Letters to the Editor: Gavin Newsom stabbed workers in the back by being silent on Prop. 22

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INGLEWOOD, CA - FEBRUARY 21: Governor Gavin Newsom, shown with Steven Bradford (D-Gardena), left, and Rev. Kenneth Ulmer, addresses the media while visiting a mobile COVID-19 vaccination site to discuss the state's efforts to vaccinate hard-to-reach and disproportionately impacted communities at Faithful Central Bible Church on Sunday, Feb. 21, 2021 in Inglewood, CA. State and local agencies vaccinated 250 people from the community on Sunday. (Gary Coronado / Los Angeles Times)
Gov. Gavin Newsom speaks at Faithful Central Bible Church in Inglewood on Feb. 21. (Los Angeles Times)

To the editor: Gov. Gavin Newsom's Future of Work Commission called for a new "social compact" for workers — an aspiration that took a knife in the back from Newsom's silence on Proposition 22 last November.

On the report's goals for improving workers' wages, benefits and rights, increasing racial equity and unionization, Proposition 22 did the opposite. It institutionalized rideshare drivers' status as poverty-level, informal workers.

Under Proposition 22, drivers for companies like Uber and Lyft only qualify for 120% of minimum wage during the time they are picking up and driving a passenger in their car, not an easy feat. The companies do not have to contribute to Social Security, Medicare or unemployment insurance, and few drivers qualify for the paltry healthcare allowance.

As independent contractors, drivers can't form unions, and with two-thirds of Lyft drivers being people of color and one-third from immigrant families, racial inequality is widened.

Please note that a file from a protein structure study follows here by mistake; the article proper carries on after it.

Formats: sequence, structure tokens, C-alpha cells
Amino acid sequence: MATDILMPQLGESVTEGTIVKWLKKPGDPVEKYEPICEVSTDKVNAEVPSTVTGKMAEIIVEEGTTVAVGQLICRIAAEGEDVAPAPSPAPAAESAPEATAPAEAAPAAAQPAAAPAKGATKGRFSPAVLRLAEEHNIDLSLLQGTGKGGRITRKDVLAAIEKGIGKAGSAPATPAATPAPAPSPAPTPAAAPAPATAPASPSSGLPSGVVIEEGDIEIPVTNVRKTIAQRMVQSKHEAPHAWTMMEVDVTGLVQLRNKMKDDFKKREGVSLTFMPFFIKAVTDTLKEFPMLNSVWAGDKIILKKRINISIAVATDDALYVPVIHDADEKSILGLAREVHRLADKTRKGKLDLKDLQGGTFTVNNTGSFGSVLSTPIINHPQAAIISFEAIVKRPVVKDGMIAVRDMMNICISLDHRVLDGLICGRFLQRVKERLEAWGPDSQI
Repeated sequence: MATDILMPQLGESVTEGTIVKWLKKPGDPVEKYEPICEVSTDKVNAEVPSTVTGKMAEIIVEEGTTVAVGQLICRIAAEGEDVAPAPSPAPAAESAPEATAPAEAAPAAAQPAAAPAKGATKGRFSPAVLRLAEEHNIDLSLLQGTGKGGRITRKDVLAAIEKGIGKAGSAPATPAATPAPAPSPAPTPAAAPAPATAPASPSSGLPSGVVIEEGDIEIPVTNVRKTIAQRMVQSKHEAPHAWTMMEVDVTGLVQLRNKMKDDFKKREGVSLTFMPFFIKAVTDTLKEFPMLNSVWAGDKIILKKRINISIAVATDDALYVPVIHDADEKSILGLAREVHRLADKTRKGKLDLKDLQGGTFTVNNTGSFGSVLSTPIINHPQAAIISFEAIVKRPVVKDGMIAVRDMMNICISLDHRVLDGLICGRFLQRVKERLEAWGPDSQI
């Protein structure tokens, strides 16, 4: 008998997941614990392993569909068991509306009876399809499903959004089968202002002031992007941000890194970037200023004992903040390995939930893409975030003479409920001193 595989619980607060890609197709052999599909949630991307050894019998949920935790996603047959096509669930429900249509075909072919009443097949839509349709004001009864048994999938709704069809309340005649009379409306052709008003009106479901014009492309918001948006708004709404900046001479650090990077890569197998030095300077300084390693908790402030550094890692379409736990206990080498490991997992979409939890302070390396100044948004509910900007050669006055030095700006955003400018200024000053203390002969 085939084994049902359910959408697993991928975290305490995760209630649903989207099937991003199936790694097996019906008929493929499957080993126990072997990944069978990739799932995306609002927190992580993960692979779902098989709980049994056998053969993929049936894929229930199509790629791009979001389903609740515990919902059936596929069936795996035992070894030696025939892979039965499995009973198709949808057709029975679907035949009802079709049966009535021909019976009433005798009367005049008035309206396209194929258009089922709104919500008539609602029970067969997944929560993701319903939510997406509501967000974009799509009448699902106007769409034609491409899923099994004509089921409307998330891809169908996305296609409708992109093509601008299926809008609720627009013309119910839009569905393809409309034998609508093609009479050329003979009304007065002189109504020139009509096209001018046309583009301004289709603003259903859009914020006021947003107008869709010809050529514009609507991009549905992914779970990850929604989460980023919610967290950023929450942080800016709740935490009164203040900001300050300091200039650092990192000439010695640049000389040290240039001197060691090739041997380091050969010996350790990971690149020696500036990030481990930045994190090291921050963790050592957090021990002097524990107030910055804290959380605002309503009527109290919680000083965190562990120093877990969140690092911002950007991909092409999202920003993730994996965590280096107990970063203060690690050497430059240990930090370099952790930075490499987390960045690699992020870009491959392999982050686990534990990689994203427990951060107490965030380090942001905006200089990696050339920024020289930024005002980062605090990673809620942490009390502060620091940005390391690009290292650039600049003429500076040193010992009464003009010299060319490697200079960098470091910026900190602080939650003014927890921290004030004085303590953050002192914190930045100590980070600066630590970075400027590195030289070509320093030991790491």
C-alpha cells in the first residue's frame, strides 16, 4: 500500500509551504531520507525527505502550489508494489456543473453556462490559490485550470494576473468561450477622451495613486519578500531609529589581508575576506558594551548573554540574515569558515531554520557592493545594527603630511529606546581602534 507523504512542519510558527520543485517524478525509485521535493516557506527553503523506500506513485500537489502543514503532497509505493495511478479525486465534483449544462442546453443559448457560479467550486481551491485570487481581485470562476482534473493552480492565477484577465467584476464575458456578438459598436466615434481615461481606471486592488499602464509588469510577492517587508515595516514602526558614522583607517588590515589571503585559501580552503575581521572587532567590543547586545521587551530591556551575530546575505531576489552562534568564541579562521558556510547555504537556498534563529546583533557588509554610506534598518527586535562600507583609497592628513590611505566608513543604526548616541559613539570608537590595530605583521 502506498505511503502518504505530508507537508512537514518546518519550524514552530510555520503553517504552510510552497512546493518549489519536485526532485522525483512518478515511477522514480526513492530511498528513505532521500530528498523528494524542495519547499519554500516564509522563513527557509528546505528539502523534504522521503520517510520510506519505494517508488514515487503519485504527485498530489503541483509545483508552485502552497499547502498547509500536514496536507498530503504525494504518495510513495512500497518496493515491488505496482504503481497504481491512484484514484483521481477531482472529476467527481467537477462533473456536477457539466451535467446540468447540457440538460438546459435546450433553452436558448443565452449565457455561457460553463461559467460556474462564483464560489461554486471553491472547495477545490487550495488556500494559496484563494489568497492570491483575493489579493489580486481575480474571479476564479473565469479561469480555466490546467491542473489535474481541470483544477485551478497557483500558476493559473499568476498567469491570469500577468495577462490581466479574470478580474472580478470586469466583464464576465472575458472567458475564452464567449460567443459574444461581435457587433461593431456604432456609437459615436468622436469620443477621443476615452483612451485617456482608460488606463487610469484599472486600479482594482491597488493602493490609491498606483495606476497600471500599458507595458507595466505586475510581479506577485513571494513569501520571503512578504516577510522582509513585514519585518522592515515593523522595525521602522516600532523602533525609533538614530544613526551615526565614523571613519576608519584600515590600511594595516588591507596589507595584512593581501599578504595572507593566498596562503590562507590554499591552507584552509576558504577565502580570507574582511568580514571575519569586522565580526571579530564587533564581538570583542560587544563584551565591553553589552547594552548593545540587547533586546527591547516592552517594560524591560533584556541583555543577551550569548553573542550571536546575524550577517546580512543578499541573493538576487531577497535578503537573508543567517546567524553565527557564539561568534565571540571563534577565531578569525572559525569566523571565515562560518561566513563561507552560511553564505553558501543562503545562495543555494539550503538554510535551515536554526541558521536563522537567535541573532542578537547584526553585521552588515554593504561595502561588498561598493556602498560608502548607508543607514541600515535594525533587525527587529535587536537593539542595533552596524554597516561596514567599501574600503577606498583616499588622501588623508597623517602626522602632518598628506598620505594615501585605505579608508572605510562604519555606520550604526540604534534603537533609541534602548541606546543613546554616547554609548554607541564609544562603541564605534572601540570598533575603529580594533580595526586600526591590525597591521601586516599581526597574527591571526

Defeating Prop. 22 needed a champion in the bully pulpit to oppose the other side's $200-million advertising blitz. When workers have friends like Newsom, who needs enemies?

Mark Masaoka, Los Angeles

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To the editor: Did it really take a 21-member commission 18 months to figure out that wages in the state are too low, there's a shortage of quality jobs, and workers of color are more likely to live in poverty? Anyone who's been living in California of late could have said the same thing in a short phone call.

The only surprise here is the commission's call to address these problems by 2030. With a Democratic governor and Democratic supermajorities in both houses of the state Legislature, it would seem that many of these issues could be addressed with bold and sweeping legislative actions much sooner.

The real obstacle isn't the intractability of these problems, but rather the lack of will among our elected officials. Until we get money and special interests out of our state politics, this so-called moon shot is sadly doomed to fail.

Stephen Bulka, Los Angeles

This story originally appeared in Los Angeles Times.